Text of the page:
AI’s potential for handling customers’ complaints

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Synovus Financial sees promise in how artificial intelligence can aid in its customer complaint management system, but the bank is starting small. 

“I thought it was ironic that a compliance person was going to be up here talking about AI,” said Heather Hajek, director of analytics and compliance management system support at Synovus, on a panel about enhancing complaint management through AI and technology at the Consumer Bankers Association’s annual conference this week.

Analyzing customer complaints is not just about managing risk, avoiding regulatory scrutiny and identifying systemic issues that would harm the bank’s reputation or performance. It can help the bank predict what it can do better in the future to stem consumer attrition and strengthen loyalty. 

“How customers are treated, regardless of the outcome, has significant bearing on their future behavior with the institution,” said Brendan Mulvey, a partner at Promontory Financial Group, on a separate panel at the conference about complaint management. 

Tony Antonopoulos, director of compliance at Rockland Trust Company in Rockland, Massachusetts, is in the process of remaking the $19 billion-asset bank’s customer complaint program, he said on the panel about enhancing complaint management through AI. The bank will examine both negative and positive feedback. 

As a former examiner with the Federal Deposit Insurance Corp., “I’ve seen a lot of bad complaint programs,” he said.

For him, the good ones have a minimum of five components: clearly defining what the complaint is to employees; easily capturing feedback; aggregating these grievances from both the bank’s channels and third-party service providers; analyzing complaints for trends and volume; and reporting trends and data to people who can effect change, including senior and executive management and the board of directors.

The Columbus, Georgia-based Synovus is not yet using AI for logging or reporting complaints from customers, although “in the future, that is something we look to do,” said Hajek.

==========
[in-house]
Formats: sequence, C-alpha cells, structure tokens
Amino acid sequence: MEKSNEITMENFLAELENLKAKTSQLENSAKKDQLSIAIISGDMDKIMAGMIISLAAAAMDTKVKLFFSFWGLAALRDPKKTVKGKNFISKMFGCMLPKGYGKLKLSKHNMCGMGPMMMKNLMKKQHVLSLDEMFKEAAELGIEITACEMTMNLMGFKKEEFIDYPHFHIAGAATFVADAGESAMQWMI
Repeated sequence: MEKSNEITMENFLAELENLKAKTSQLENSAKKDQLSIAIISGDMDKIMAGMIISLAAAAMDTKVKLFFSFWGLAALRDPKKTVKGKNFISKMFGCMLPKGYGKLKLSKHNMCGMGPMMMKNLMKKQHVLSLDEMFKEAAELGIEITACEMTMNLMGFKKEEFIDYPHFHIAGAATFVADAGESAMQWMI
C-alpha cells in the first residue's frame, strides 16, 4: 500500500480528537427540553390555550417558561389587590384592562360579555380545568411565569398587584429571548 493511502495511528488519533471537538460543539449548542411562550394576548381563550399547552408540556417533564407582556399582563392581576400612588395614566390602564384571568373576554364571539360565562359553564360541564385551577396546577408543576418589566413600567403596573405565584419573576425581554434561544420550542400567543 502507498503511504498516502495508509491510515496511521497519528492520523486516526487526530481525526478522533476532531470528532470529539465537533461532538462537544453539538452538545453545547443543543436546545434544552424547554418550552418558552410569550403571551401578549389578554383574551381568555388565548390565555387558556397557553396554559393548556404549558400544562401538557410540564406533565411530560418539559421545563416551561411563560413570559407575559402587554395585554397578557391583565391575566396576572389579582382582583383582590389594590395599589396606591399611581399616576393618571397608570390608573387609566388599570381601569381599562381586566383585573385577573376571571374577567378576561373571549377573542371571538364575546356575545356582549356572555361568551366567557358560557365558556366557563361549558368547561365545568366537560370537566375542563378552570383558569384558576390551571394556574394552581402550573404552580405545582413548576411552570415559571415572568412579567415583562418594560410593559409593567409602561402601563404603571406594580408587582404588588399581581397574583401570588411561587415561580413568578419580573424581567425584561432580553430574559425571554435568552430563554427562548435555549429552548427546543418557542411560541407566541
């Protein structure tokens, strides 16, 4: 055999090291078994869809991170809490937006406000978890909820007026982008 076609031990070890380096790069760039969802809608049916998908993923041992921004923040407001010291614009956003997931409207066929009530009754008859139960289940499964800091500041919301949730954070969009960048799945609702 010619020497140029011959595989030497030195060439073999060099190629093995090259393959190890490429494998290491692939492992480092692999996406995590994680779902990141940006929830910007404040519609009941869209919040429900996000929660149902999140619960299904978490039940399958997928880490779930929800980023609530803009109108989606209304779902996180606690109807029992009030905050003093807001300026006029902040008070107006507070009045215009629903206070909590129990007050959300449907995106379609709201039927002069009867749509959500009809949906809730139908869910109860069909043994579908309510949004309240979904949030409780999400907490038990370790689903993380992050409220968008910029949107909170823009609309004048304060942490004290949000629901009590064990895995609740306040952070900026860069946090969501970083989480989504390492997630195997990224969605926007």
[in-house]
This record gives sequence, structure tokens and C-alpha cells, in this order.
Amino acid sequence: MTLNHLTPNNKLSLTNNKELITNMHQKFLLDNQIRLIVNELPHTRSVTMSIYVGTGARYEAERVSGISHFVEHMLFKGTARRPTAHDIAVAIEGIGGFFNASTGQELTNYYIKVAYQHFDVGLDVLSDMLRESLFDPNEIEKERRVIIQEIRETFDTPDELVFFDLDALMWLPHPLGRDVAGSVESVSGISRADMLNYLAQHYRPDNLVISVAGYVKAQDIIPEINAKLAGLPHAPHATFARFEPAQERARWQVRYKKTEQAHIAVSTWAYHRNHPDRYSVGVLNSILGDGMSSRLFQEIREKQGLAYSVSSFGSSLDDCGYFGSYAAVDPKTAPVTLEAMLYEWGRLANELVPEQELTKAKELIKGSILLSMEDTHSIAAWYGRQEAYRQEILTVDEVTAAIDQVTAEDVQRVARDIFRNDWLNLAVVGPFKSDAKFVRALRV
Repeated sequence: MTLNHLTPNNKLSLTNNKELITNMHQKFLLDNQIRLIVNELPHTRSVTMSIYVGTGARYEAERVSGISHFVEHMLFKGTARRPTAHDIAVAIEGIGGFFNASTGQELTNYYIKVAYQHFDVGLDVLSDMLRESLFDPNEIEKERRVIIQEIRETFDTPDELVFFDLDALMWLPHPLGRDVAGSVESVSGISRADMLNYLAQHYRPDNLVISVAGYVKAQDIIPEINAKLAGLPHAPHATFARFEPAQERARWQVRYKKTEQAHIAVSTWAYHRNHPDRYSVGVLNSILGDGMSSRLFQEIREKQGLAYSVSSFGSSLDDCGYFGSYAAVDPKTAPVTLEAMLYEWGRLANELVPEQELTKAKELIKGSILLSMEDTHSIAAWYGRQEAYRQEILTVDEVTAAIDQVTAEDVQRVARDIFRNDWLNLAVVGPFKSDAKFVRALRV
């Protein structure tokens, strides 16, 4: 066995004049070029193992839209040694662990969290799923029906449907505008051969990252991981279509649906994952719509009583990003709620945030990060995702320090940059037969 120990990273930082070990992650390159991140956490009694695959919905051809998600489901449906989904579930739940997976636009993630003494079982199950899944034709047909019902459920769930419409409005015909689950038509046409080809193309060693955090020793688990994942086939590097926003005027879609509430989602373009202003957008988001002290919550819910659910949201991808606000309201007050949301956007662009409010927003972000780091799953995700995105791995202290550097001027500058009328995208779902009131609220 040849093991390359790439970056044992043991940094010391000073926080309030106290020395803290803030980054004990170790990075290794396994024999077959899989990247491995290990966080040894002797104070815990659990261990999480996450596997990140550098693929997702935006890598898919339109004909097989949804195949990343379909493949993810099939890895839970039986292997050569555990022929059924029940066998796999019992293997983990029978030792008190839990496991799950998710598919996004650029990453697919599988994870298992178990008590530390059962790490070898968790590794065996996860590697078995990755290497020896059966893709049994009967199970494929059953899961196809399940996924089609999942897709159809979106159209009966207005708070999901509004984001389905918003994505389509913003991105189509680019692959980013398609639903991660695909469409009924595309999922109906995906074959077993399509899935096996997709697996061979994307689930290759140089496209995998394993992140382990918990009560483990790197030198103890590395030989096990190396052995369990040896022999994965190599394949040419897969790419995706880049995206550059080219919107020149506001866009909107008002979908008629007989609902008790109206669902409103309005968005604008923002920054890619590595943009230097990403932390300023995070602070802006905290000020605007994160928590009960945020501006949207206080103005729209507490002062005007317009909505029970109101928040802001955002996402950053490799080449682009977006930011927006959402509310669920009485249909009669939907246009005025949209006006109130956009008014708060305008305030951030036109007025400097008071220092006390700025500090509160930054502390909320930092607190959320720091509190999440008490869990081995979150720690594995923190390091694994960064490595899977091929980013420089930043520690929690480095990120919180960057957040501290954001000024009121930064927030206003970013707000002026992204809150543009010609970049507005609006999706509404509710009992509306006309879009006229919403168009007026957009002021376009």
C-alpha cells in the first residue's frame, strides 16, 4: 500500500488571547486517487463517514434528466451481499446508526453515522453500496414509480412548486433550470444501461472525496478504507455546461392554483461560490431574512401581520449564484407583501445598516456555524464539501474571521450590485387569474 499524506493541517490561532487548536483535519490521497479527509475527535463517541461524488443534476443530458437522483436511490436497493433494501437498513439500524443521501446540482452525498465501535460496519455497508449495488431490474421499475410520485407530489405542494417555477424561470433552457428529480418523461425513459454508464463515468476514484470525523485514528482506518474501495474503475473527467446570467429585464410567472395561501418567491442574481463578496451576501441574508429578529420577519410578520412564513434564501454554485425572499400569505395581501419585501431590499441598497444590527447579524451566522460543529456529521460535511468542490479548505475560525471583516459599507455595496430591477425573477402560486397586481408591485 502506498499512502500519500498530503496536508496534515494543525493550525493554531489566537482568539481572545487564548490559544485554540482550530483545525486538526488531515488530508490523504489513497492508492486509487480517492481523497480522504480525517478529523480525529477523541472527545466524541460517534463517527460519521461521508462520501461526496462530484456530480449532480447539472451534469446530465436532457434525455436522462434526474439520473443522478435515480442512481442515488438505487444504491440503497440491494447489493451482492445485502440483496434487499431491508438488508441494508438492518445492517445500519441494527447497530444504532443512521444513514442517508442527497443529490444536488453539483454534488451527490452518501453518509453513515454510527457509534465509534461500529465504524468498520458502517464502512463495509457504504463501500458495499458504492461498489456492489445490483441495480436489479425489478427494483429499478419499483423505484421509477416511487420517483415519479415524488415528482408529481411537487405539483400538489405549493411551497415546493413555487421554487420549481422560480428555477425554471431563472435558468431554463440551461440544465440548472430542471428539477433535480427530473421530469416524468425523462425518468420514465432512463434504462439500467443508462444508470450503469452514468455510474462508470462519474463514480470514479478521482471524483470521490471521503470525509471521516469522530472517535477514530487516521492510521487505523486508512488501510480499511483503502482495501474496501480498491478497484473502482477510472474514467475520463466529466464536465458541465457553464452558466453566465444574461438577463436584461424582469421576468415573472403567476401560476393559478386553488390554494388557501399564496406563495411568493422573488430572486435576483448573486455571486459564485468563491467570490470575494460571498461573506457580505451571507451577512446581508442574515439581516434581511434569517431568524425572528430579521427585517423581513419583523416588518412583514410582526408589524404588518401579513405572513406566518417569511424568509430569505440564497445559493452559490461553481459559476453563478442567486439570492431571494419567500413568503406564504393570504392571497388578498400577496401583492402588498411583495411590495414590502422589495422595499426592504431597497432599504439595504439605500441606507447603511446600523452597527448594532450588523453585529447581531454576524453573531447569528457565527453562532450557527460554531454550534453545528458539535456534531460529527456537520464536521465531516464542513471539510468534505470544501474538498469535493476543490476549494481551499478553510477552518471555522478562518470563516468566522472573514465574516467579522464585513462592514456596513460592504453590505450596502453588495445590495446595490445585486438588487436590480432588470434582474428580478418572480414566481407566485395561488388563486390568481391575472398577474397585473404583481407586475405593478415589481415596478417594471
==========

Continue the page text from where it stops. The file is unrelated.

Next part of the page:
Instead, the bank, which has $60 billion of assets, has been using Microsoft’s Copilot since last year to kick-start the writing or editing of written letters in response to common consumer complaints. For instance, in a live demo on the panel, Hajek typed “write a customer response letter regarding overdraft fees” into a chat window. The letter that materialized on screen confirmed that the overdraft fee was applied in accordance with the bank’s policies, but expressed empathy for the customer, offered to waive the fee as a one-time courtesy and suggested that the customer explore its overdraft protection options with the Synovus team.

The letters that Copilot generates are reviewed by legal and compliance before they are mailed to customers. Synovus is also considering an AI tool within Power BI, Microsoft’s data analysis and visualization platform, to summarize executive summaries, trends and elevated risks for its complaints reporting. 

The bank sees such tools as additive. Using AI “won’t eliminate people’s jobs,” Hajek said on the panel. “It helps us do our jobs better. Sometimes you have writer’s block. This helps you get started.”

The bank is using AI in other areas as well, including in the contact center. A tool from Five9, a cloud contact center software company, listens in on customer calls and summons what the bank calls “knowledge articles,” or quick reference guides, for the agents so they can better assist the customer. It also summarizes the calls for agents to review and edit. In the future, the bank hopes to introduce a scoring system that assesses how well an agent handles certain topics and what they need to improve in. This could help the bank determine whether more knowledge articles or training are necessary. 

Synovus has also found one lower-tech way to improve the quality of complaint reporting: giving examples to front-line staff about how their complaint reporting has resulted in the bank identifying systemic concerns and improving products or services.

“We have been able to demonstrate how their reporting of complaints in turn helped them do their jobs better,” she said.

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